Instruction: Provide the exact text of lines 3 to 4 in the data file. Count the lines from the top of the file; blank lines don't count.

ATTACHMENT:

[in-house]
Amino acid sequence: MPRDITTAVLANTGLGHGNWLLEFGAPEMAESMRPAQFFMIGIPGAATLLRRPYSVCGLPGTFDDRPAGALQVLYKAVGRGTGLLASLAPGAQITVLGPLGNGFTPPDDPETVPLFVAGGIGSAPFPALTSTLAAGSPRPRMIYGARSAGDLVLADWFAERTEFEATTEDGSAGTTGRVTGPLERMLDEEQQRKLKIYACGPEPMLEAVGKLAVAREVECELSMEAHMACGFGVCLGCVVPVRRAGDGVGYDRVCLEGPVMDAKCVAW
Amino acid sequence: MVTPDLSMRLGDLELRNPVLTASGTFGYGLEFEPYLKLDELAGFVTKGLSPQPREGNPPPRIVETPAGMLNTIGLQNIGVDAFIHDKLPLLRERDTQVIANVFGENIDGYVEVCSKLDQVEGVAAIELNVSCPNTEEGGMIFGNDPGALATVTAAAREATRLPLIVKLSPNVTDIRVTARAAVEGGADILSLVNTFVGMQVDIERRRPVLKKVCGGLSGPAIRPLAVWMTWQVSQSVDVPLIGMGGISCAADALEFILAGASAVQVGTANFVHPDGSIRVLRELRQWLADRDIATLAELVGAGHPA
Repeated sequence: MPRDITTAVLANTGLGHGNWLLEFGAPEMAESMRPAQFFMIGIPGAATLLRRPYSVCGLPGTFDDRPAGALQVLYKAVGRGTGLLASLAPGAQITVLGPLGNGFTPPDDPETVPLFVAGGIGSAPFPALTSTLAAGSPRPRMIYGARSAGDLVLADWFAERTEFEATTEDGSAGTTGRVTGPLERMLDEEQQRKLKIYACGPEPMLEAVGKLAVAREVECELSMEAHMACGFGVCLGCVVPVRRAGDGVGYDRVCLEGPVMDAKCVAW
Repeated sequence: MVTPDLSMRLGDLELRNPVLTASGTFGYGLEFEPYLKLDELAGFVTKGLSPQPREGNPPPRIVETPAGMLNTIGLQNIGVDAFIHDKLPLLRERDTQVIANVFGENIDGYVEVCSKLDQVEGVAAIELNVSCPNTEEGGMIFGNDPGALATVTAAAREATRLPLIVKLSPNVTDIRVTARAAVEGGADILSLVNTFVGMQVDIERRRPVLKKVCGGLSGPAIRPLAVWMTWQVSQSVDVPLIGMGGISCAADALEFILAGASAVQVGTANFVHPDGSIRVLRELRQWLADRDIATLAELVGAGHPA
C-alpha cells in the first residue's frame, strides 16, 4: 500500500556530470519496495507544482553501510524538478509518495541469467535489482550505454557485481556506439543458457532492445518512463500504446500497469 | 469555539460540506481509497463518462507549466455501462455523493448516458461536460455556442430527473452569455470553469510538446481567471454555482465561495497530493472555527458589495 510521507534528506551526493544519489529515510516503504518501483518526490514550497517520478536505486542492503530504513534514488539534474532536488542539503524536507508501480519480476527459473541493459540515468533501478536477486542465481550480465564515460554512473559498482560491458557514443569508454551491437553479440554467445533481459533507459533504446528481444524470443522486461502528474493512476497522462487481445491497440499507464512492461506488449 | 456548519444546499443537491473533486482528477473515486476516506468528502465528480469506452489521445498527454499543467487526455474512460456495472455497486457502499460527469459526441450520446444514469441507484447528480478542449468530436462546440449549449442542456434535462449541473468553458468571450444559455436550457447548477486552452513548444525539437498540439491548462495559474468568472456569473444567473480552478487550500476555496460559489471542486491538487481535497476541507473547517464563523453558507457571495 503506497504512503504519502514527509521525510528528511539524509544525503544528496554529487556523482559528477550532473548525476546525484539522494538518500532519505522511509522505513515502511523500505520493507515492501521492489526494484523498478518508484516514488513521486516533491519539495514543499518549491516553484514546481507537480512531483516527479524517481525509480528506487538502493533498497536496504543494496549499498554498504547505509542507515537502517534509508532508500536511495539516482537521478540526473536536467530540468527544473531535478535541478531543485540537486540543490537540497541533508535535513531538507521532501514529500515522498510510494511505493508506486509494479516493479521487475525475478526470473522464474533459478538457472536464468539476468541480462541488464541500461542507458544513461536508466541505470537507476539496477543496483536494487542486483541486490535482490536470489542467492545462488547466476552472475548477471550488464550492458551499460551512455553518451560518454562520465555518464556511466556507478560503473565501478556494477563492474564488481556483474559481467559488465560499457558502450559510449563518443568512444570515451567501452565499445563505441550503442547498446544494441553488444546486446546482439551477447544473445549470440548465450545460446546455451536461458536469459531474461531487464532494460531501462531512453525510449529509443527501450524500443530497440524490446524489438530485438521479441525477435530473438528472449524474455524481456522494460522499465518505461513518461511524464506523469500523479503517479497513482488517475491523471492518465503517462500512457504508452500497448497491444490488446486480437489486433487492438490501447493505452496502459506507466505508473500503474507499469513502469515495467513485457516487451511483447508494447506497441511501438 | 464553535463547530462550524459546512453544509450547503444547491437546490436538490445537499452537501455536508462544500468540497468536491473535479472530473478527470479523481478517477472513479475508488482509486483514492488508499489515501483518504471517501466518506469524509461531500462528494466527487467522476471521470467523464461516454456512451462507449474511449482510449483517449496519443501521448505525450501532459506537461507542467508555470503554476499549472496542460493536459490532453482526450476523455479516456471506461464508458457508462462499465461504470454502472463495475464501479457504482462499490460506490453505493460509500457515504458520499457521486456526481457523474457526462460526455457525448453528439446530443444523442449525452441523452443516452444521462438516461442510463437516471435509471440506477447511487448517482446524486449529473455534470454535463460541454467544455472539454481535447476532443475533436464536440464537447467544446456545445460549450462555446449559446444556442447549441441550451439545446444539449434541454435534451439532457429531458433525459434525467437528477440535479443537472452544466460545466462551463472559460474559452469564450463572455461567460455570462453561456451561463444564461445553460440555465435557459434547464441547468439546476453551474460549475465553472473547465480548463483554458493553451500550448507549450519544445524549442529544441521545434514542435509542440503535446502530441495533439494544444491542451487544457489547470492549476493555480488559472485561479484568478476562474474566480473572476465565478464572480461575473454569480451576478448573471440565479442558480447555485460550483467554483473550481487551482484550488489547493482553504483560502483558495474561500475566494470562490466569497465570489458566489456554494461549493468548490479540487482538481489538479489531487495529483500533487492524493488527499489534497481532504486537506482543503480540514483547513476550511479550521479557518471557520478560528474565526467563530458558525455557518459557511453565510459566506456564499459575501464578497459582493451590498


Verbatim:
Amino acid sequence: MVTPDLSMRLGDLELRNPVLTASGTFGYGLEFEPYLKLDELAGFVTKGLSPQPREGNPPPRIVETPAGMLNTIGLQNIGVDAFIHDKLPLLRERDTQVIANVFGENIDGYVEVCSKLDQVEGVAAIELNVSCPNTEEGGMIFGNDPGALATVTAAAREATRLPLIVKLSPNVTDIRVTARAAVEGGADILSLVNTFVGMQVDIERRRPVLKKVCGGLSGPAIRPLAVWMTWQVSQSVDVPLIGMGGISCAADALEFILAGASAVQVGTANFVHPDGSIRVLRELRQWLADRDIATLAELVGAGHPA
Repeated sequence: MPRDITTAVLANTGLGHGNWLLEFGAPEMAESMRPAQFFMIGIPGAATLLRRPYSVCGLPGTFDDRPAGALQVLYKAVGRGTGLLASLAPGAQITVLGPLGNGFTPPDDPETVPLFVAGGIGSAPFPALTSTLAAGSPRPRMIYGARSAGDLVLADWFAERTEFEATTEDGSAGTTGRVTGPLERMLDEEQQRKLKIYACGPEPMLEAVGKLAVAREVECELSMEAHMACGFGVCLGCVVPVRRAGDGVGYDRVCLEGPVMDAKCVAW